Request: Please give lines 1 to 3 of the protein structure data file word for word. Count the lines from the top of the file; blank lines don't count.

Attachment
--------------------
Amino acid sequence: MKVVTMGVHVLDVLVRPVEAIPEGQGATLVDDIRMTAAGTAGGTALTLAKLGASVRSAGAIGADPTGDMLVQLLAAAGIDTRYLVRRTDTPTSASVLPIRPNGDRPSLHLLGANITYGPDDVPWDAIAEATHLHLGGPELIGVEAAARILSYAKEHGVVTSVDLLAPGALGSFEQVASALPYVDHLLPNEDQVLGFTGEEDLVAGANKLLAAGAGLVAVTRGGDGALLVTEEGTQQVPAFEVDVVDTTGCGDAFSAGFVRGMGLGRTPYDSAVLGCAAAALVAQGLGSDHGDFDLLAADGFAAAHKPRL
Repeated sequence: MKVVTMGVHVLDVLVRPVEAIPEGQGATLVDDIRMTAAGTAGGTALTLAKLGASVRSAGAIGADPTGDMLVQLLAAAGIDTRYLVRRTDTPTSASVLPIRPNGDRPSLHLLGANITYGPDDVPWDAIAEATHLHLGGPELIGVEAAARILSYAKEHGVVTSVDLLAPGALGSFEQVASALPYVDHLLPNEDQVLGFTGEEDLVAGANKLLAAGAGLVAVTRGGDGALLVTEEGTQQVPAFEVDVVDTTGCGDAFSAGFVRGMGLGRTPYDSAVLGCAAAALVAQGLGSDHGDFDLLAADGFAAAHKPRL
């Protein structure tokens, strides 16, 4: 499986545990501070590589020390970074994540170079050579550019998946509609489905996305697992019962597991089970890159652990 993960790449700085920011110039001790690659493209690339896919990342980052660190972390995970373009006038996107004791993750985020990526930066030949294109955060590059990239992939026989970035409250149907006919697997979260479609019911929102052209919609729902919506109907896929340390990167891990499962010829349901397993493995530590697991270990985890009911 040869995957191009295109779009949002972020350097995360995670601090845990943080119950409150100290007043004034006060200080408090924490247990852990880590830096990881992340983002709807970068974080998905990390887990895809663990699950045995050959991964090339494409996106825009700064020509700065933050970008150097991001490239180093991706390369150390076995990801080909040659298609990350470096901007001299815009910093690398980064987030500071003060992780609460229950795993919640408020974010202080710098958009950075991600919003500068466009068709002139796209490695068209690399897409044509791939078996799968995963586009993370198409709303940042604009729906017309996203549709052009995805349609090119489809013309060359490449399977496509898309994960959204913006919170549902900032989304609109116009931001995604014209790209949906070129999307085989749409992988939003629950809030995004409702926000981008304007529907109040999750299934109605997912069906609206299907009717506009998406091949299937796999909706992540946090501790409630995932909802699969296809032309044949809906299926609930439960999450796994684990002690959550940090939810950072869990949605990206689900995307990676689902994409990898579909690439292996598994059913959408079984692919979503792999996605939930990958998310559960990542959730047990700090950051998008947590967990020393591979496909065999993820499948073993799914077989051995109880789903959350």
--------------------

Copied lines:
Amino acid sequence: MKVVTMGVHVLDVLVRPVEAIPEGQGATLVDDIRMTAAGTAGGTALTLAKLGASVRSAGAIGADPTGDMLVQLLAAAGIDTRYLVRRTDTPTSASVLPIRPNGDRPSLHLLGANITYGPDDVPWDAIAEATHLHLGGPELIGVEAAARILSYAKEHGVVTSVDLLAPGALGSFEQVASALPYVDHLLPNEDQVLGFTGEEDLVAGANKLLAAGAGLVAVTRGGDGALLVTEEGTQQVPAFEVDVVDTTGCGDAFSAGFVRGMGLGRTPYDSAVLGCAAAALVAQGLGSDHGDFDLLAADGFAAAHKPRL
Repeated sequence: MKVVTMGVHVLDVLVRPVEAIPEGQGATLVDDIRMTAAGTAGGTALTLAKLGASVRSAGAIGADPTGDMLVQLLAAAGIDTRYLVRRTDTPTSASVLPIRPNGDRPSLHLLGANITYGPDDVPWDAIAEATHLHLGGPELIGVEAAARILSYAKEHGVVTSVDLLAPGALGSFEQVASALPYVDHLLPNEDQVLGFTGEEDLVAGANKLLAAGAGLVAVTRGGDGALLVTEEGTQQVPAFEVDVVDTTGCGDAFSAGFVRGMGLGRTPYDSAVLGCAAAALVAQGLGSDHGDFDLLAADGFAAAHKPRL
């Protein structure tokens, strides 16, 4: 499986545990501070590589020390970074994540170079050579550019998946509609489905996305697992019962597991089970890159652990 993960790449700085920011110039001790690659493209690339896919990342980052660190972390995970373009006038996107004791993750985020990526930066030949294109955060590059990239992939026989970035409250149907006919697997979260479609019911929102052209919609729902919506109907896929340390990167891990499962010829349901397993493995530590697991270990985890009911 040869995957191009295109779009949002972020350097995360995670601090845990943080119950409150100290007043004034006060200080408090924490247990852990880590830096990881992340983002709807970068974080998905990390887990895809663990699950045995050959991964090339494409996106825009700064020509700065933050970008150097991001490239180093991706390369150390076995990801080909040659298609990350470096901007001299815009910093690398980064987030500071003060992780609460229950795993919640408020974010202080710098958009950075991600919003500068466009068709002139796209490695068209690399897409044509791939078996799968995963586009993370198409709303940042604009729906017309996203549709052009995805349609090119489809013309060359490449399977496509898309994960959204913006919170549902900032989304609109116009931001995604014209790209949906070129999307085989749409992988939003629950809030995004409702926000981008304007529907109040999750299934109605997912069906609206299907009717506009998406091949299937796999909706992540946090501790409630995932909802699969296809032309044949809906299926609930439960999450796994684990002690959550940090939810950072869990949605990206689900995307990676689902994409990898579909690439292996598994059913959408079984692919979503792999996605939930990958998310559960990542959730047990700090950051998008947590967990020393591979496909065999993820499948073993799914077989051995109880789903959350």